However, even those pubs designated as ACVs are not safe. I’ve recently heard of local examples where supposedly protected pubs have been subjected to ‘improvements’ where the owners take the roof off or remove a major wall for so long that there is nothing left to offer the community under the ‘right to buy’ and the only option is demolition.
It would have been the easiest thing for Parliament to do to vote through the simple change proposed today. But it failed by 245 votes to 293. It’s shameful to see all those Conservative and LibDem MPs on the Government payroll dutifully obeying their parties rather than representing the interests of their constituents. I’ll let you know how Jeremy Browne voted once I hear. For the record, he voted against when given the chance to free tenants from paying inflated rents and beer costs.
Update: the PublicWhip website confirms that Jeremy Browne MP was one of the many LibDems and Conservatives who voted against this sensible provision. 1/2/15
January 26th, 2015
The NHS is now showing as the key election concern amongst the electorate and I’m not surprised. Equal access to healthcare has to be one of the crowning glories of our country. Not for us, the US-style system where no money often means premature death for those unlucky enough to fall seriously ill. But, the NHS needs our help. Creeping privatisation began under the last Labour Government and has advanced with the Coalition’s Health & Social Care Act. Five years of constrained budgets and enforced ‘efficiency savings’ have brought the system to breaking point with severe strain now showing, particularly in A&E. How do we fix this? Well, it will cost more but, even if funded properly, it will remain one of the most cost-effective (and fair) health systems in the world. Over the last year, I have discussed policy with the National Health Action Party and have agreed to adopt the NHA health policy as my own in this election. I believe that these actions are necessary to secure the future of the NHS. The policy is reproduced below.
We must restore the NHS as a safe, comprehensive, publicly funded, publicly delivered, and publicly accountable integrated healthcare system by reversing the Health and Social Care Act 2012 and supporting an “NHS re-instatement” Bill, to halt and reverse NHS privatisation. We will do this by focussing on thirteen actions.
- Restore the duties and responsibilities of the Secretary of State for Health to provide universal and comprehensive healthcare in England. Ensure less political interference in the day-to-day running of the NHS.
- Halt privatisation, end competition and scrap the market within the NHS with its associated huge and unnecessary costs and bureaucracy. Reinstate the NHS as the preferred provider of healthcare and remove the requirement to tender out contracts to the private sector.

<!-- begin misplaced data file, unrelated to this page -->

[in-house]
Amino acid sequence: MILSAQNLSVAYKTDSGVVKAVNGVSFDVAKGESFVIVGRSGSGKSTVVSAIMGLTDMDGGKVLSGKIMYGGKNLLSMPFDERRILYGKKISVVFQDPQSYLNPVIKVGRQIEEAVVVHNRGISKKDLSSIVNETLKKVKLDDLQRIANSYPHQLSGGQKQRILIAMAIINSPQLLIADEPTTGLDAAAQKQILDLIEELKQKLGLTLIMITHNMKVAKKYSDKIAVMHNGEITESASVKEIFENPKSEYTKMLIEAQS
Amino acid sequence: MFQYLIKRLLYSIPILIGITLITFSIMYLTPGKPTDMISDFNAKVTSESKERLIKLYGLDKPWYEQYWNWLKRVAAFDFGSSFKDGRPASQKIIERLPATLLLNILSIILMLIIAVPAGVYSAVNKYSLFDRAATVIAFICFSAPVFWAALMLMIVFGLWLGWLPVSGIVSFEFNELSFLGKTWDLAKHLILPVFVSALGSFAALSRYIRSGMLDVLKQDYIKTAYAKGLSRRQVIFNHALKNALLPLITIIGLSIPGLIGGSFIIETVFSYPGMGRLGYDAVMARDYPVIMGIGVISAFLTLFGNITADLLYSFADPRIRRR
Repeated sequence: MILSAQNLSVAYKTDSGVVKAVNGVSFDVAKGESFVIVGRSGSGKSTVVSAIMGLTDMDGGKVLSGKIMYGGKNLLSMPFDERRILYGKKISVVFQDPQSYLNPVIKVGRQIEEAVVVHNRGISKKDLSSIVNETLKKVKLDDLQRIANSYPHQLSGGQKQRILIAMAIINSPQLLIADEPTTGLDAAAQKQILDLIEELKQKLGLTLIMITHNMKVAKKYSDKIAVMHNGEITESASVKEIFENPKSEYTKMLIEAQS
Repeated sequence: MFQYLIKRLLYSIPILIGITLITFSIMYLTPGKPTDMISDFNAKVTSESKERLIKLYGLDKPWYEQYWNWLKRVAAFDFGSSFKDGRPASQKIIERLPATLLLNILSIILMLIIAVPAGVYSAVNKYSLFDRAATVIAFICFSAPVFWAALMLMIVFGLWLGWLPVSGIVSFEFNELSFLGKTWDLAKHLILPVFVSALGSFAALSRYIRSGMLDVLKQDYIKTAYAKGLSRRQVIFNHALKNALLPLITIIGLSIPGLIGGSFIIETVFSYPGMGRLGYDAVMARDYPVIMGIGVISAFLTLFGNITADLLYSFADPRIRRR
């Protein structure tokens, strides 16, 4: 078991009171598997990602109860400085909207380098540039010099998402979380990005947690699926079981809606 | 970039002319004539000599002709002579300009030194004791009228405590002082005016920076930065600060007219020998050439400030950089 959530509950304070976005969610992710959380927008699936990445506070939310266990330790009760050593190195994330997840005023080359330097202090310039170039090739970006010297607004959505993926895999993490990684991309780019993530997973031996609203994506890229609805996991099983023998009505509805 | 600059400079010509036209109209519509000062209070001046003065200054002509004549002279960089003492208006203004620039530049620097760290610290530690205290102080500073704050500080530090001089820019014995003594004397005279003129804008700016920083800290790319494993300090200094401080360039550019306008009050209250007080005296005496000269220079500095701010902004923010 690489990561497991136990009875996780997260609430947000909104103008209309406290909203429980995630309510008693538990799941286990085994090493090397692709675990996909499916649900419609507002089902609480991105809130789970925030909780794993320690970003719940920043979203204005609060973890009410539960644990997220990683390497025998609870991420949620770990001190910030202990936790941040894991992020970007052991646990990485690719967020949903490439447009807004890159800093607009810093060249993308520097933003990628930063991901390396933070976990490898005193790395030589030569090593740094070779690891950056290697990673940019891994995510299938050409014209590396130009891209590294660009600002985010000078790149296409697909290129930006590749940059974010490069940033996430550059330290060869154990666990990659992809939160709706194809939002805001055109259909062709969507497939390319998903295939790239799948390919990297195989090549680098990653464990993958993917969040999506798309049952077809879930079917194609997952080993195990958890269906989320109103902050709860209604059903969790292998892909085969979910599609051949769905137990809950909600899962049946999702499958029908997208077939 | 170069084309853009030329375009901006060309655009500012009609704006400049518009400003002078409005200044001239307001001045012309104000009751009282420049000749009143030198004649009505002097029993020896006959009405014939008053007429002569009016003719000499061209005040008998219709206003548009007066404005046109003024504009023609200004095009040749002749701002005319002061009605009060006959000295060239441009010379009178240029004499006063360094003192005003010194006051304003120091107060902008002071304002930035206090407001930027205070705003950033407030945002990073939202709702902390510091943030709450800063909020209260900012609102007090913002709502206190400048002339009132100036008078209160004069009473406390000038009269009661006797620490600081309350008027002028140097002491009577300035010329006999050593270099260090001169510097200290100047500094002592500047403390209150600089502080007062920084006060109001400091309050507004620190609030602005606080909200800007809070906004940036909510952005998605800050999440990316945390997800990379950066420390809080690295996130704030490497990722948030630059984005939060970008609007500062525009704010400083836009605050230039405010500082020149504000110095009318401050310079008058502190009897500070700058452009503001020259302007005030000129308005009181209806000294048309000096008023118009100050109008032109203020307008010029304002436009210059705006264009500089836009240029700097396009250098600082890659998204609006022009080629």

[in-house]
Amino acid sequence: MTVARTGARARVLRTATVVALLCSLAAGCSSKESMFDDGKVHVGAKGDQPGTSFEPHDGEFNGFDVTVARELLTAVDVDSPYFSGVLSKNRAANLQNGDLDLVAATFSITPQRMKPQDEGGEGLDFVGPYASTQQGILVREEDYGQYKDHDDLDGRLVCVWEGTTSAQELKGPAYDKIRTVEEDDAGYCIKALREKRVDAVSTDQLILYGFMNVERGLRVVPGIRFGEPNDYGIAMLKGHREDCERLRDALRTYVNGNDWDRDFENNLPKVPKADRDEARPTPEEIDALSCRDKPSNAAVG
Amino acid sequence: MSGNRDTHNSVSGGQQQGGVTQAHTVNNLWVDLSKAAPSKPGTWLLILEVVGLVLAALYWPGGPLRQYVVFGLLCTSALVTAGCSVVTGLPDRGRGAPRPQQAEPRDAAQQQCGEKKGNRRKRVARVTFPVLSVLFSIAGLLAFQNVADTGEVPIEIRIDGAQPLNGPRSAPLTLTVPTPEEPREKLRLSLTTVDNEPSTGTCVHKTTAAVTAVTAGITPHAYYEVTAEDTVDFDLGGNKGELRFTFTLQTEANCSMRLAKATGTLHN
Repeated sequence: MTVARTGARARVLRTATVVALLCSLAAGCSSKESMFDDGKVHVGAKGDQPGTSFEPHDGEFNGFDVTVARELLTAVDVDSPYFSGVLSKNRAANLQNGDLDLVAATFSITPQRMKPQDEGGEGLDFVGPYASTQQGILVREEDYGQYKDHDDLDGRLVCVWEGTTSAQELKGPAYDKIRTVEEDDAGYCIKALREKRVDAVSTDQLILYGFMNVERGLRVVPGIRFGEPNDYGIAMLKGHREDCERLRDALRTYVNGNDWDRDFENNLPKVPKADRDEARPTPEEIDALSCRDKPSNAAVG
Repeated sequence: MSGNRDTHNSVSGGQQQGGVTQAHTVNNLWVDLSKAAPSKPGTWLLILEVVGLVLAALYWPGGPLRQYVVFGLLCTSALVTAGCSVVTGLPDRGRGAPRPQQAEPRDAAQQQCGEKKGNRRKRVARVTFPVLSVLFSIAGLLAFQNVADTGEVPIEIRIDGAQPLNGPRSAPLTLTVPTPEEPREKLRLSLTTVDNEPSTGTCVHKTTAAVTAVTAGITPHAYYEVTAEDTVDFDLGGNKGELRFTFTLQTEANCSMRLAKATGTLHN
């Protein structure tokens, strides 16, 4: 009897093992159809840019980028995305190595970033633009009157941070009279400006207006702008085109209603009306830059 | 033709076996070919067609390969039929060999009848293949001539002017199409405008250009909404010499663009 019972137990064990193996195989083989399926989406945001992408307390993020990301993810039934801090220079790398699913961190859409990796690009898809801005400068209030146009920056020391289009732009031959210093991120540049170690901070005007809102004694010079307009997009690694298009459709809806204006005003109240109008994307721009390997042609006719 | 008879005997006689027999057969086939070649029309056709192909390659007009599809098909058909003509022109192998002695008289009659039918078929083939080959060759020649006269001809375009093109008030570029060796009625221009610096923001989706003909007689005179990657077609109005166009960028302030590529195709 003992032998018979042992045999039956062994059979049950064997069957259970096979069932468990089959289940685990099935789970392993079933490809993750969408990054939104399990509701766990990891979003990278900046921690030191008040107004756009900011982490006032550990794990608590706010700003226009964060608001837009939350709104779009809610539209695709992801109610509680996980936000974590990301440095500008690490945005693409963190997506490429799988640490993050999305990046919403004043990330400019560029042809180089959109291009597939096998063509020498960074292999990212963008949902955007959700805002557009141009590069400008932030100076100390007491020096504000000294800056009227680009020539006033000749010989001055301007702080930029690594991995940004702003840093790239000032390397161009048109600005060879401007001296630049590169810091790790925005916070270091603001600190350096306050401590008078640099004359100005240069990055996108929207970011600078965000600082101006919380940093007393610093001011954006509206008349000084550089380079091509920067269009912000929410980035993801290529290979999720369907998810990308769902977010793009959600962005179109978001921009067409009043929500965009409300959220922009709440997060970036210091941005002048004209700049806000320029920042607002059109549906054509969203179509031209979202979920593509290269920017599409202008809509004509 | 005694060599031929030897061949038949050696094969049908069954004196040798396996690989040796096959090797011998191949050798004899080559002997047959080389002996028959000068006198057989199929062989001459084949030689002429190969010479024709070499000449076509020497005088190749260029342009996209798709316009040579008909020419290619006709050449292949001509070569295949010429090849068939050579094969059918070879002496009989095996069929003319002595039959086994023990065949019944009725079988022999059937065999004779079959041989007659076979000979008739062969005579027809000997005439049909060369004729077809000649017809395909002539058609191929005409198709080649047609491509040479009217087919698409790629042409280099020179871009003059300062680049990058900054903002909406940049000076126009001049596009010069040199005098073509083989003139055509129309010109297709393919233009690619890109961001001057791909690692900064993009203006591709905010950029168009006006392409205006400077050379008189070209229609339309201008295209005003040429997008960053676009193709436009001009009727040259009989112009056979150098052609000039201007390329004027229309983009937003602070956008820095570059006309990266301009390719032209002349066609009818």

- Increase NHS funding by a minimum of 4% per year and ensure that resources and staffing levels are consistent with maintaining patient safety and high quality care and that the value of staff pay is maintained.
- Listen to patients and staff to improve the NHS. Establish a Health Ombudsman at the head of local independent health commissioners acting on concerns expressed by patients and staff. Reduce the NHS and Department of Health dependence on management consultants and increase the influence of healthcare professionals, staff and patients.
- End financially driven A&E and hospital closures and re-configurations. There must be evidence-based, clinical reasons which have the support of the local population and the affected professional staff. Suitable and accessible alternatives must be in place before any closures take place.
- Oppose the EU/US Free Trade Agreement (TTIP) and similar agreements as they threaten not only the NHS but the health and well-being of the public.
- Stop further Private Finance Initiative (PFI) deals and remove the PFI repayment burden from individual hospital trusts. The Government should renegotiate on the basis of “fair value.
- Use the purchasing power of the NHS to get the best deals for all NHS supplies, equipment, and pharmaceuticals for the benefit of patients.
- Abolish prescription charges, which are effectively an unfair tax on people of working age with chronic long term conditions.
- Ensure “parity of esteem” for mental health services, strengthen maternity services and address the crisis in General Practice with an urgent injection of funding.
- Introduce free personal social care for the elderly and disabled, and integrate NHS health provision and local authority social care.
- Prioritise and focus on public health and preventative medicine, including measures to reduce alcohol consumption and smoking.
- Make the social determinants of health an absolute priority in the design and development of all government policies.
January 26th, 2015
Listen to my interview last week on Tone FM
January 17th, 2015
Just hours after I agreed to sponsor Bishops Lydeard chap and Taunton Town player Graham Mercieca, he scores in TTFC’s 3-0 win over Didcot! Nice one, guys.